She Makes War finds peace during Direction of Travel

Direction of TravelThe album artwork for She Makes War’s third album is like a blend of Howl’s Moving Castle, a floating iceberg and mini-city set against a stormy sky. There is a lighthouse, a wooden flight deck and the prow of a Viking ship. These are all super cool things that hint at the richly dramatic layers to discover beneath this cover.

Direction of Travel is dark musically and lyrically, but is undoubtedly triumphant. In the same way a phoenix must go down in flames in order to be flamboyantly reborn; darkness and light are complimentary. The opening of the album gallops away with rolling drums and heavy guitars, but they gradually recede to be replaced by the acoustic calm of the ukulele and cello. Laura Kidd has the vocal talent, alongside some guest appearances, to cover the range from rock chick to vulnerable honesty.

Remarkably, lead single "Drown Me Out" and follow up "Paper Thin" coexist quite happily within four tracks of one another. The former epitomising the loud and brash, with the later providing the restful side to the record. In some ways they are companion pieces as the distress of floundering under the water is countered by the self-medicating solace and strength found in accepting a weakness and using it to rise above danger. In a section (which doesn’t sound as poetic on paper as on "Drown Me Out" proper) she sings, “And you throw in a rope, ‘Cause your victim is overboard, But I’m looking for something wonderful, To keep me in this lifeboat." Kidd is very aware of how to control the syllables in her lyrics as “overboard” and “lifeboat” are drawn out and animated to create a greater effect than the simple words suggest. That 'something wonderful' is found frequently throughout the album, perhaps more often within herself than in the rope-throwing roguish figure of "Drown It Out".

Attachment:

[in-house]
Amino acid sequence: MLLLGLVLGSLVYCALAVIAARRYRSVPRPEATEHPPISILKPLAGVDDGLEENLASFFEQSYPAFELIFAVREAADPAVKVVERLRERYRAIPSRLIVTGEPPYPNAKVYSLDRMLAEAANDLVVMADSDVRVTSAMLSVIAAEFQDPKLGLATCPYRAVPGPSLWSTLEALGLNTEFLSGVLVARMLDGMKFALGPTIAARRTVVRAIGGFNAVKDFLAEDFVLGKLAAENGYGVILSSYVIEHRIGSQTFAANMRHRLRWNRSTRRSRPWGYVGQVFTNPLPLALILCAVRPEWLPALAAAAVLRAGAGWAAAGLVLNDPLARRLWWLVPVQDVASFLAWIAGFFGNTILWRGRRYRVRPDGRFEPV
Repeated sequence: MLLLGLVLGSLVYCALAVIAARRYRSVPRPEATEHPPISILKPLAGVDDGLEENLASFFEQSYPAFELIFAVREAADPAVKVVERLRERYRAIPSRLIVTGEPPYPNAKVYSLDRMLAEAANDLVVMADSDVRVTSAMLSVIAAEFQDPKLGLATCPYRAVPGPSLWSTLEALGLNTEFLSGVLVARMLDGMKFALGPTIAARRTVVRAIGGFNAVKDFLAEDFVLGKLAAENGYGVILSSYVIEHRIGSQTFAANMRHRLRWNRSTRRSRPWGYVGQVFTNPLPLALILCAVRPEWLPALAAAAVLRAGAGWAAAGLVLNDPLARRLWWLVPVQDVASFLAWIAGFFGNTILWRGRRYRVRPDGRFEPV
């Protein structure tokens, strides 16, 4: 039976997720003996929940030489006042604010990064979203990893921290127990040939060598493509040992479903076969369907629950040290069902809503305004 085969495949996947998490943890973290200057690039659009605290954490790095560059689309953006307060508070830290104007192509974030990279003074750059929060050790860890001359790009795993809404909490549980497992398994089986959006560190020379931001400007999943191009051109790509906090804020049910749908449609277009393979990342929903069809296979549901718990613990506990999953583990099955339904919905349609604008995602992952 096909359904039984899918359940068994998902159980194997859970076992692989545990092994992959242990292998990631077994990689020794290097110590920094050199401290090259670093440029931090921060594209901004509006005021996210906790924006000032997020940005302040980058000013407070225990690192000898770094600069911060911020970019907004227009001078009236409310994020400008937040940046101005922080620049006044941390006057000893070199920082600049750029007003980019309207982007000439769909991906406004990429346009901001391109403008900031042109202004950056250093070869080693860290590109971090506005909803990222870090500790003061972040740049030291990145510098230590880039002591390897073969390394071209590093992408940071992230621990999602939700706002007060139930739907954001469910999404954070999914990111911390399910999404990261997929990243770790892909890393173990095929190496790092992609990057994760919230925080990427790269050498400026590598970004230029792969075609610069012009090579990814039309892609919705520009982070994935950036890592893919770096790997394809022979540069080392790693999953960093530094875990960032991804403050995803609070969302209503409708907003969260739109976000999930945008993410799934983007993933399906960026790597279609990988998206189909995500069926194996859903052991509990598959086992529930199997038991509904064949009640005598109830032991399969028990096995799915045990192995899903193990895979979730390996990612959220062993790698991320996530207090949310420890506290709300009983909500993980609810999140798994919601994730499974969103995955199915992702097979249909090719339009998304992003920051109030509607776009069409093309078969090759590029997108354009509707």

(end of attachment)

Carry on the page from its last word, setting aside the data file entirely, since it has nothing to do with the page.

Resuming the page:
The visceral imagery, peaking with the vampiric "Slow Down Sunshine" marks out the Bristol multi-instrumentalist as possessing a passionate bite in both word and style. Ironically for a blood-stained album though, it is its tender heart that allows it to stand out as more than a merely ‘up and down’ gothic teen emotional experience. Signing off with "The Best" and the parting words, “Goodnight sweet friend” and, “Sweetheart drink up, Be all you dreamed of”  they are just unpretentiously lovely.

It’s her best work to date, painting a detailed, brooding and atmospheric landscape.

Release: 8th April 2016, The state51 Conspiracy


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